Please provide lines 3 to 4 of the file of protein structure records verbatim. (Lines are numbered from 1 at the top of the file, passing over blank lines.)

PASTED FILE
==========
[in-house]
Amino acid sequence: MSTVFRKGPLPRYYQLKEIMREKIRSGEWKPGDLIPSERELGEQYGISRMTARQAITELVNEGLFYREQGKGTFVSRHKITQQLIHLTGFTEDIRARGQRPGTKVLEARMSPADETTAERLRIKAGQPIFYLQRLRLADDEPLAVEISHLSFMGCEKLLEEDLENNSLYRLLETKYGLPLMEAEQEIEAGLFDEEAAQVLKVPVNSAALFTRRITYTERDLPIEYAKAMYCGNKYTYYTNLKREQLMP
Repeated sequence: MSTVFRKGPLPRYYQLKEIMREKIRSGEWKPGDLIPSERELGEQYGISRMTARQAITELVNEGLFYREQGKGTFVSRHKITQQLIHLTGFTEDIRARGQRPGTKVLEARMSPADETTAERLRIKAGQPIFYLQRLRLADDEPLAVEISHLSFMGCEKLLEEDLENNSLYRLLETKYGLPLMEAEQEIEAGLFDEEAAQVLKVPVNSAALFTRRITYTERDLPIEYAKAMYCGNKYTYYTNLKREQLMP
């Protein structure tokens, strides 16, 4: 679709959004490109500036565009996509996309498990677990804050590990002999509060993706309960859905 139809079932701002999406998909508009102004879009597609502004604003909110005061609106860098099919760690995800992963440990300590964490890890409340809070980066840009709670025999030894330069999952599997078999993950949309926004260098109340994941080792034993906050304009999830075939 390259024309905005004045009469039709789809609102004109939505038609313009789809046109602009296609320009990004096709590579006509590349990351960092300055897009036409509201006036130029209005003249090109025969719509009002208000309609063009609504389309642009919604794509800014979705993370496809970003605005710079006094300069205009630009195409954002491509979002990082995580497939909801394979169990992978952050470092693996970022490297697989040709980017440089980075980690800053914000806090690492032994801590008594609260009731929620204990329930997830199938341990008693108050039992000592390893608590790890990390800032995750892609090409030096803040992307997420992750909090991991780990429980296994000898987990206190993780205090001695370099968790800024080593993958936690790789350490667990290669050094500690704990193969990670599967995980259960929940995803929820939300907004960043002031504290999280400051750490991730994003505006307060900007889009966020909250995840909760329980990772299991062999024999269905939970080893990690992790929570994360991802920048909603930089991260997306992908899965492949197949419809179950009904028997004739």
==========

Repeated sequence: MSTVFRKGPLPRYYQLKEIMREKIRSGEWKPGDLIPSERELGEQYGISRMTARQAITELVNEGLFYREQGKGTFVSRHKITQQLIHLTGFTEDIRARGQRPGTKVLEARMSPADETTAERLRIKAGQPIFYLQRLRLADDEPLAVEISHLSFMGCEKLLEEDLENNSLYRLLETKYGLPLMEAEQEIEAGLFDEEAAQVLKVPVNSAALFTRRITYTERDLPIEYAKAMYCGNKYTYYTNLKREQLMP
């Protein structure tokens, strides 16, 4: 679709959004490109500036565009996509996309498990677990804050590990002999509060993706309960859905 139809079932701002999406998909508009102004879009597609502004604003909110005061609106860098099919760690995800992963440990300590964490890890409340809070980066840009709670025999030894330069999952599997078999993950949309926004260098109340994941080792034993906050304009999830075939 390259024309905005004045009469039709789809609102004109939505038609313009789809046109602009296609320009990004096709590579006509590349990351960092300055897009036409509201006036130029209005003249090109025969719509009002208000309609063009609504389309642009919604794509800014979705993370496809970003605005710079006094300069205009630009195409954002491509979002990082995580497939909801394979169990992978952050470092693996970022490297697989040709980017440089980075980690800053914000806090690492032994801590008594609260009731929620204990329930997830199938341990008693108050039992000592390893608590790890990390800032995750892609090409030096803040992307997420992750909090991991780990429980296994000898987990206190993780205090001695370099968790800024080593993958936690790789350490667990290669050094500690704990193969990670599967995980259960929940995803929820939300907004960043002031504290999280400051750490991730994003505006307060900007889009966020909250995840909760329980990772299991062999024999269905939970080893990690992790929570994360991802920048909603930089991260997306992908899965492949197949419809179950009904028997004739």